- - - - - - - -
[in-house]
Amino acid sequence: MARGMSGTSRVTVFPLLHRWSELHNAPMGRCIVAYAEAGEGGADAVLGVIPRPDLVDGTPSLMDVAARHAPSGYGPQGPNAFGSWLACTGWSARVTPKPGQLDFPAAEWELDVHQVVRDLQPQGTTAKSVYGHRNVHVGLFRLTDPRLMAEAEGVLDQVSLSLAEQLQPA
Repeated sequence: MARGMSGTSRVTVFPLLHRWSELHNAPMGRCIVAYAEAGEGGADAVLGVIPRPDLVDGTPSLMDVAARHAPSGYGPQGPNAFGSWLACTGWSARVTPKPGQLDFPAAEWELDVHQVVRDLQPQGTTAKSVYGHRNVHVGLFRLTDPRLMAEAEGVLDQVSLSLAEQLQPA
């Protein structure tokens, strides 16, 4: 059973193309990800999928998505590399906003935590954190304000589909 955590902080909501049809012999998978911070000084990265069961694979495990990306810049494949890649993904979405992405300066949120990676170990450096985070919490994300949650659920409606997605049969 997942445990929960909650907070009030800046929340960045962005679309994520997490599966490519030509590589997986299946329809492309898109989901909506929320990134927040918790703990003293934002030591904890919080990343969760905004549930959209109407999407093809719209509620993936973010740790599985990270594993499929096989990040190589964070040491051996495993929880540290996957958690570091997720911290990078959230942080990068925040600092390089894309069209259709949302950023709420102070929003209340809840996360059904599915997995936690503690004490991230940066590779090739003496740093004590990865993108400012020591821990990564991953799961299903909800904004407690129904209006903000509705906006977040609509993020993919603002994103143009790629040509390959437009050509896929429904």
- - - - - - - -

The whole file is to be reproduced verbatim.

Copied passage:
[in-house]
Amino acid sequence: MARGMSGTSRVTVFPLLHRWSELHNAPMGRCIVAYAEAGEGGADAVLGVIPRPDLVDGTPSLMDVAARHAPSGYGPQGPNAFGSWLACTGWSARVTPKPGQLDFPAAEWELDVHQVVRDLQPQGTTAKSVYGHRNVHVGLFRLTDPRLMAEAEGVLDQVSLSLAEQLQPA
Repeated sequence: MARGMSGTSRVTVFPLLHRWSELHNAPMGRCIVAYAEAGEGGADAVLGVIPRPDLVDGTPSLMDVAARHAPSGYGPQGPNAFGSWLACTGWSARVTPKPGQLDFPAAEWELDVHQVVRDLQPQGTTAKSVYGHRNVHVGLFRLTDPRLMAEAEGVLDQVSLSLAEQLQPA
């Protein structure tokens, strides 16, 4: 059973193309990800999928998505590399906003935590954190304000589909 955590902080909501049809012999998978911070000084990265069961694979495990990306810049494949890649993904979405992405300066949120990676170990450096985070919490994300949650659920409606997605049969 997942445990929960909650907070009030800046929340960045962005679309994520997490599966490519030509590589997986299946329809492309898109989901909506929320990134927040918790703990003293934002030591904890919080990343969760905004549930959209109407999407093809719209509620993936973010740790599985990270594993499929096989990040190589964070040491051996495993929880540290996957958690570091997720911290990078959230942080990068925040600092390089894309069209259709949302950023709420102070929003209340809840996360059904599915997995936690503690004490991230940066590779090739003496740093004590990865993108400012020591821990990564991953799961299903909800904004407690129904209006903000509705906006977040609509993020993919603002994103143009790629040509390959437009050509896929429904």